After checking in, I immediately went to the main stage for the opening reception.  Eric Rhoads, the publisher of PleinAir magazine and organizer of PACE, appeared wearing a game-show host wig and a coat glittering with green sequins.  “Plein Air Wars” opened the evening, with four painters on stage performing under extreme conditions.  (Imagine being told to paint only with your non-dominant hand.)  Following that...more games, but finally it got down to Lifetime Achievement awards and the introduction of faculty.  I was pleased to see that my friend, Joe Anna Arnett, finally was able to take in hand her Lifetime Achievement award, which she was able to receive only virtually in 2021.

Brenda Boylan

The next day, my first event for the convention was a pastel demonstration by Brenda Boylan.  (There was a 6:30 am “Marketing Boot Camp” session I chose to skip, feeling a need to take my morning constitutional instead; I enjoyed a beautiful sunrise.)  Brenda showed us how to paint a city scene and discussed how to handle the issues one might encounter in that busy environment.  Next, I headed back to the main stage, where Eric was doing a live, streamed interview with master painter David Leffel and Sherrie McGraw.  Leffel is a Grand Master of painting, and he talked about some of the higher-level aspects of the art.  After that, I headed over to watch a watercolor demo on painting ocean waves by another friend and fellow Plein Air Fundy member, Poppy Balser.  I found it amazing that she was able to “save” the white areas for sea foam while painting a wave so loosely. She used no opaque white.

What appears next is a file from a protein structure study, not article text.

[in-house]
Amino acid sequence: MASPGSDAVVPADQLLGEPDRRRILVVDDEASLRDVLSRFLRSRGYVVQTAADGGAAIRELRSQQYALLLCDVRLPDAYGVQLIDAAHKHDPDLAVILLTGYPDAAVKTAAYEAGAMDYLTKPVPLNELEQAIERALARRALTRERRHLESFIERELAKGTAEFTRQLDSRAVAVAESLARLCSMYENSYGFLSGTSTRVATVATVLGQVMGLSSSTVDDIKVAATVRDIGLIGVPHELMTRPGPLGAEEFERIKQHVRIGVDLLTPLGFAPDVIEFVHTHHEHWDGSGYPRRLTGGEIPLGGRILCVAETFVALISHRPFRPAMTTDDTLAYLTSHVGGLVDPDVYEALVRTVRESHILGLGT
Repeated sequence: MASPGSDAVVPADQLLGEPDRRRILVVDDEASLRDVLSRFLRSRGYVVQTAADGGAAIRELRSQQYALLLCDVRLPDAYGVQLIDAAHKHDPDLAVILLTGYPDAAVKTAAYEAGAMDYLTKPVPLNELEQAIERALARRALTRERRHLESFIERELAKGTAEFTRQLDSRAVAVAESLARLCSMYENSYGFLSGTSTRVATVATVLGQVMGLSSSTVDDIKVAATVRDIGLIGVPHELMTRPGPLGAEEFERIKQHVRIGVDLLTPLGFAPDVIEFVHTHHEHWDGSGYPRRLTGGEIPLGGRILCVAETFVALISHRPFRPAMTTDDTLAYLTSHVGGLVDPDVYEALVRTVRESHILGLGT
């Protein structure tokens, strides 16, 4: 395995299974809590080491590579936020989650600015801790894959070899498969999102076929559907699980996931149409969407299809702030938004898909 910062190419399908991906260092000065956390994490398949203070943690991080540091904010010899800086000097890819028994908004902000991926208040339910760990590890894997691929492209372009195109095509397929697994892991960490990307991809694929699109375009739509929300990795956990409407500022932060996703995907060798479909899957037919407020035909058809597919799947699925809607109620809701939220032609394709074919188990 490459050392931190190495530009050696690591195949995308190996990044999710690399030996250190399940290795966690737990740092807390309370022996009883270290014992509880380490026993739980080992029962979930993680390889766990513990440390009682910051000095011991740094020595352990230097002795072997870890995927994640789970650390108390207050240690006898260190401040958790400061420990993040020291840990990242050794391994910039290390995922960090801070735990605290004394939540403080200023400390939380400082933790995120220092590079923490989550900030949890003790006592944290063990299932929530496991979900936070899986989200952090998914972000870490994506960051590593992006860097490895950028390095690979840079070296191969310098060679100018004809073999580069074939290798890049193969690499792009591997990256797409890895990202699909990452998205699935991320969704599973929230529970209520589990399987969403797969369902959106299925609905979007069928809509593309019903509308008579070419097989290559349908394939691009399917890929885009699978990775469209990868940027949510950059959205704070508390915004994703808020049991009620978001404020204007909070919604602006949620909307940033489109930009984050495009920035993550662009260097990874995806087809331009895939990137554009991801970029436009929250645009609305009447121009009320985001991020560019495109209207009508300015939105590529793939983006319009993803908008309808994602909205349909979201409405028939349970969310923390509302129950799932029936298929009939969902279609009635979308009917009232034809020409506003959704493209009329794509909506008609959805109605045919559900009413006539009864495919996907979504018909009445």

Poppy Balser

Albert Handell

I ended the daylight portion of the day by watching a pastel demonstration of a tree by another good friend, Albert Handell, who has a fascinating approach in which he treats the tree more as a figure to be painted, and a talk on the optical physics of sunsets by Carl Bretzke.  This is a highly complex subject, and this MD-turned-painter did a great job of giving a clear presentation.  Somewhere in the course of the day, I ran into another friend, Kevin Macpherson—I am finding I have so many in the plein air world—and Eric, each of whom I showed my appreciation to by giving a copy of my new book.

Although the afternoon outing was scheduled for the historic village of Chimayo and its iconic Santuario, I needed to skip it.  I had a pastel presentation I was due to give at 8 p.m. and wanted to use the time to set up my gear, re-read my notes and make sure I had everything ready to go.  I also had been up since 3 a.m. and thought I might try to take a nap.  I'm not a napper, so this was a challenge.

Somewhat rested and fortified by a cup of strong Earl Grey tea, I made it through my presentation. At first, I was a little worried when the clock struck eight and every chair was still empty.  But PleinAir magazine editor Kelly Kane, someone I as a writer have known for years but had never actually met, and who was going to introduce me, said the bus from Chimayo was running late. (PACE hired one to ferry painters from the convention to painting sites.) Sure enough, people soon began filing in.  I had a good crowd, and I enjoyed sharing my topic: Outdoor Study to Studio.  I demonstrated how I use field references—color studies, pencil sketches and photos—for making studio paintings.  It's a hard sell to dedicated plein air painters, but I think they got the point, which is that the studio is not something to avoid.

(Coming Up—Part 2)

1 comment:

Nancy L. Vance said...

Thanks for writing about the convention and I'm looking forward to hearing more! I'm not one to enjoy those big crowds and loved hearing about it from your point of view!